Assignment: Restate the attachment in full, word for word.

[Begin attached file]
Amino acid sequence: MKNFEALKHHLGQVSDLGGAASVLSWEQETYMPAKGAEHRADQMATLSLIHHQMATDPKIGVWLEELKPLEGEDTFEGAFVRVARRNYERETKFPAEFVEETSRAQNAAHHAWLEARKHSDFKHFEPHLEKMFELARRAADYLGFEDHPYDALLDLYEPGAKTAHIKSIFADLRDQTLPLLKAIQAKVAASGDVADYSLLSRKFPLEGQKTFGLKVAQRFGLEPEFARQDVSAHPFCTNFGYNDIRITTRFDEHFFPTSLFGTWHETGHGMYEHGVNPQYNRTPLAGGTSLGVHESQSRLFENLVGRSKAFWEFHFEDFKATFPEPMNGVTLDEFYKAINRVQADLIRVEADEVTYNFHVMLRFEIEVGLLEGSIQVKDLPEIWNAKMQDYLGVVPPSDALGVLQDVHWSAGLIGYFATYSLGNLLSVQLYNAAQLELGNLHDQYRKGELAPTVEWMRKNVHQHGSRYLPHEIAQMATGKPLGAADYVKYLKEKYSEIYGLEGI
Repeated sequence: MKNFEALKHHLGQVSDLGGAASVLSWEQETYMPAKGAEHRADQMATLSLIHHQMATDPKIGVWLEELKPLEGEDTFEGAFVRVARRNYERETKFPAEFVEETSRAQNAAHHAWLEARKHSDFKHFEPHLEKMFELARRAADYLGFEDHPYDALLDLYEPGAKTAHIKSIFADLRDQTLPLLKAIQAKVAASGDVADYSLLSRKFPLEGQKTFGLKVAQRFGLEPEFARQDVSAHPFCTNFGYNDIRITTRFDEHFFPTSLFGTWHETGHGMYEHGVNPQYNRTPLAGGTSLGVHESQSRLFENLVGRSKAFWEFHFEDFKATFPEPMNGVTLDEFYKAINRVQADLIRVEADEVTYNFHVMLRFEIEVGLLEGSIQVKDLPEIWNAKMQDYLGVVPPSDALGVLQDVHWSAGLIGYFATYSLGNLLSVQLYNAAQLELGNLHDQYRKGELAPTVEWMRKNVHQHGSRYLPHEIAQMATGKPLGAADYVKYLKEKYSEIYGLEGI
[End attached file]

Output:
Amino acid sequence: MKNFEALKHHLGQVSDLGGAASVLSWEQETYMPAKGAEHRADQMATLSLIHHQMATDPKIGVWLEELKPLEGEDTFEGAFVRVARRNYERETKFPAEFVEETSRAQNAAHHAWLEARKHSDFKHFEPHLEKMFELARRAADYLGFEDHPYDALLDLYEPGAKTAHIKSIFADLRDQTLPLLKAIQAKVAASGDVADYSLLSRKFPLEGQKTFGLKVAQRFGLEPEFARQDVSAHPFCTNFGYNDIRITTRFDEHFFPTSLFGTWHETGHGMYEHGVNPQYNRTPLAGGTSLGVHESQSRLFENLVGRSKAFWEFHFEDFKATFPEPMNGVTLDEFYKAINRVQADLIRVEADEVTYNFHVMLRFEIEVGLLEGSIQVKDLPEIWNAKMQDYLGVVPPSDALGVLQDVHWSAGLIGYFATYSLGNLLSVQLYNAAQLELGNLHDQYRKGELAPTVEWMRKNVHQHGSRYLPHEIAQMATGKPLGAADYVKYLKEKYSEIYGLEGI
Repeated sequence: MKNFEALKHHLGQVSDLGGAASVLSWEQETYMPAKGAEHRADQMATLSLIHHQMATDPKIGVWLEELKPLEGEDTFEGAFVRVARRNYERETKFPAEFVEETSRAQNAAHHAWLEARKHSDFKHFEPHLEKMFELARRAADYLGFEDHPYDALLDLYEPGAKTAHIKSIFADLRDQTLPLLKAIQAKVAASGDVADYSLLSRKFPLEGQKTFGLKVAQRFGLEPEFARQDVSAHPFCTNFGYNDIRITTRFDEHFFPTSLFGTWHETGHGMYEHGVNPQYNRTPLAGGTSLGVHESQSRLFENLVGRSKAFWEFHFEDFKATFPEPMNGVTLDEFYKAINRVQADLIRVEADEVTYNFHVMLRFEIEVGLLEGSIQVKDLPEIWNAKMQDYLGVVPPSDALGVLQDVHWSAGLIGYFATYSLGNLLSVQLYNAAQLELGNLHDQYRKGELAPTVEWMRKNVHQHGSRYLPHEIAQMATGKPLGAADYVKYLKEKYSEIYGLEGI